Airbnb Offers Explanation for Deleting Listings Prior to Releasing Data

Last December, Airbnb released a massive dataset covering November 2014 through Nov. 1, 2015, about its business in New York City. The data provided information on thousands of hosts in the city including statistics such as host earnings, the types of listings, and how often people rent out their homes. This action was taken to counter the image portrayed by the New York state attorney general, who has accused Airbnb of enabling illegal hotels. Airbnb had pledged to be an “open and transparent” company that would work closely with cities to ensure it pays its fair share of taxes. The release of this data was part of an agreement with the attorney general.

Recently, however, independent researchers from the website Inside Airbnb are now alleging that Airbnb tampered with the data that was made publicly available, deleting as many as 1,000 listings in an attempt to "paint a misleading picture" of its NYC operations. Their report compared two different datasets using Airbnb listings going as far back as 2013. According to the report, "Airbnb ensured a favorable picture by carrying out a one-time targeted purge of over 1,000 listings," and used the days immediately following that purge as representative of its operations. The listings that were deleted were for "entire home" rentals, which have been targeted by critics as being the biggest source of illegal activity on the site.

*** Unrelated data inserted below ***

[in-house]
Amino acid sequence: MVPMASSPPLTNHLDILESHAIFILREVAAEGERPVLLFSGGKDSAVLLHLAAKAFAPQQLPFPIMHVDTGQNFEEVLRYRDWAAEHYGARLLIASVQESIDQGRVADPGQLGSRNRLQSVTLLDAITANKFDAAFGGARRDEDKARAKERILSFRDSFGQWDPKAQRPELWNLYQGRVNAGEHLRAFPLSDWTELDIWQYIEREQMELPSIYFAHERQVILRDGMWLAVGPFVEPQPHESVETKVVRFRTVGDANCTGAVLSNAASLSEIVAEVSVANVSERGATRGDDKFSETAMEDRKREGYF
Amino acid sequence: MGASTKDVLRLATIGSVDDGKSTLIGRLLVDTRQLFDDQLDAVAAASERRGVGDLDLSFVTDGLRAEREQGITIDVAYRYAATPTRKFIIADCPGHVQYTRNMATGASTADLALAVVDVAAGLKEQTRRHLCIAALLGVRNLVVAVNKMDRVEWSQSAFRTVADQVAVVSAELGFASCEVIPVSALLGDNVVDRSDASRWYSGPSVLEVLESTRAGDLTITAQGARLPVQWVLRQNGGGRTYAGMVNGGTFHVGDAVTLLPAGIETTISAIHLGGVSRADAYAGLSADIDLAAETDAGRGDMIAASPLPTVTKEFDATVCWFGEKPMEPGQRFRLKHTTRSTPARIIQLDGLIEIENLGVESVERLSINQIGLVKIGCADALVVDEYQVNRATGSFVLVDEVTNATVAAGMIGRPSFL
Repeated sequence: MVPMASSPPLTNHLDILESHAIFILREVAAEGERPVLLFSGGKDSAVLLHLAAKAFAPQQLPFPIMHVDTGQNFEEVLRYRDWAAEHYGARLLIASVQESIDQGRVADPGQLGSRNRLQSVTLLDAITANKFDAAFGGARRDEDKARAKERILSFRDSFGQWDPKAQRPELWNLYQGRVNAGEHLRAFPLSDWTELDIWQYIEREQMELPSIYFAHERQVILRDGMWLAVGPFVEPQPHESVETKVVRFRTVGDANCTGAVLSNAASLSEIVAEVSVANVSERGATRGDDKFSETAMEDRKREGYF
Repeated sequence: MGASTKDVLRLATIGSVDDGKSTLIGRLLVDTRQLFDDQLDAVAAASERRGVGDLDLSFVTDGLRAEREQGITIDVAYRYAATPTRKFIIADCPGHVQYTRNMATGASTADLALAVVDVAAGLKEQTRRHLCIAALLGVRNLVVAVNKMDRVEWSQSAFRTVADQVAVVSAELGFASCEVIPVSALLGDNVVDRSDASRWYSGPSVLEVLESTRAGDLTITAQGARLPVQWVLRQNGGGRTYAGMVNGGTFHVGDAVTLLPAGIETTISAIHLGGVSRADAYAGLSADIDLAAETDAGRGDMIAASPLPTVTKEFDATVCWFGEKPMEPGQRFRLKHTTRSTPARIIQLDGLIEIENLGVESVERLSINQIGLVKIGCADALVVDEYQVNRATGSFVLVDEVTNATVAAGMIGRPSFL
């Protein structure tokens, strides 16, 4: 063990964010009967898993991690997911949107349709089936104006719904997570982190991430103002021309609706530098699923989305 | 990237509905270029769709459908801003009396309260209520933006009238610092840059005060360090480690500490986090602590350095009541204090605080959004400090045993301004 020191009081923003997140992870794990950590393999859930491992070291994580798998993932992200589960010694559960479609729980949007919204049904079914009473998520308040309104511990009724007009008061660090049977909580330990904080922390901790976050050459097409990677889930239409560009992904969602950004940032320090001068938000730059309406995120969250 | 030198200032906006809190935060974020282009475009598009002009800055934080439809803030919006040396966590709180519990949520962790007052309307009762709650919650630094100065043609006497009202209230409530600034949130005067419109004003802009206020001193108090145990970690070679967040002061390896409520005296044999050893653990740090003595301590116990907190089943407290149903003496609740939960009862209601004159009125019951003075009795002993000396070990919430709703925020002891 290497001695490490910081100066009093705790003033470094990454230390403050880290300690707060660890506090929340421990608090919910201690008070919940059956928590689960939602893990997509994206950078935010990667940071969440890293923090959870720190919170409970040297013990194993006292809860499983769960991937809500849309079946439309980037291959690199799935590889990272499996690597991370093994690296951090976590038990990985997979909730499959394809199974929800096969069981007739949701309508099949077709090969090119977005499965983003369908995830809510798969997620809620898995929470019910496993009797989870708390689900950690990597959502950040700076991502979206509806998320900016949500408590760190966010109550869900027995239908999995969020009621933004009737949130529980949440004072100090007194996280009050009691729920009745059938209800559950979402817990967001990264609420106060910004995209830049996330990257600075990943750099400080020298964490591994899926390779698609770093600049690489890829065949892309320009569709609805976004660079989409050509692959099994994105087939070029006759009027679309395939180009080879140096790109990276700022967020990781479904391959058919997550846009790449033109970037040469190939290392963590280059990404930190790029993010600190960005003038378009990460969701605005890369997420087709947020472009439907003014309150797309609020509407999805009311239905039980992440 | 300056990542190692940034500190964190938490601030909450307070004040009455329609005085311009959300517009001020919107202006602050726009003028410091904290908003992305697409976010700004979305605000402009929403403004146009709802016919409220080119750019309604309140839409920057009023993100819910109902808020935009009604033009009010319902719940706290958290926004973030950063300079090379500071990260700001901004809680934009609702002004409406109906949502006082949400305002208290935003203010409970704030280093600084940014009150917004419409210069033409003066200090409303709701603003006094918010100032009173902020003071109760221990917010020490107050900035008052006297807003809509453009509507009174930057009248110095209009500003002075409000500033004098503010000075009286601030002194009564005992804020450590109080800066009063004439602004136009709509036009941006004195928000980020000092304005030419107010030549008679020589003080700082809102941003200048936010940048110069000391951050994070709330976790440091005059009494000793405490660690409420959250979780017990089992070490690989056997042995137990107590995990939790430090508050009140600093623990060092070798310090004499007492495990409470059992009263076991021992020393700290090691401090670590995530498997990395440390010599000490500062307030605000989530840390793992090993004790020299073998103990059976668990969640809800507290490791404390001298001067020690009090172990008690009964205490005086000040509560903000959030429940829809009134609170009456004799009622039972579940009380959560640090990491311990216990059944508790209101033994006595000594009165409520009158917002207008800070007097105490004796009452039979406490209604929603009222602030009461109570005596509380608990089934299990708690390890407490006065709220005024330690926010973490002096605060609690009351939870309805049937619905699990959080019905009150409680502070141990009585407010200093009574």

Airbnb has responded by releasing a letter addressed to the New York State Legislature that explains its process and talks about the company's commitment to its Community Compact, a set of core principles with which it hopes to operate. The letter states, “Following the announcement of the Community Compact last November, we removed approximately 1,500 listings from our platform in New York City that were controlled by commercial operators and did not reflect Airbnb’s vision for our community. This was not the first time we removed listings from our platform. Over the past few years we have removed thousands of listings in New York City because they were not permanent homes, as well as for other quality issues. . . “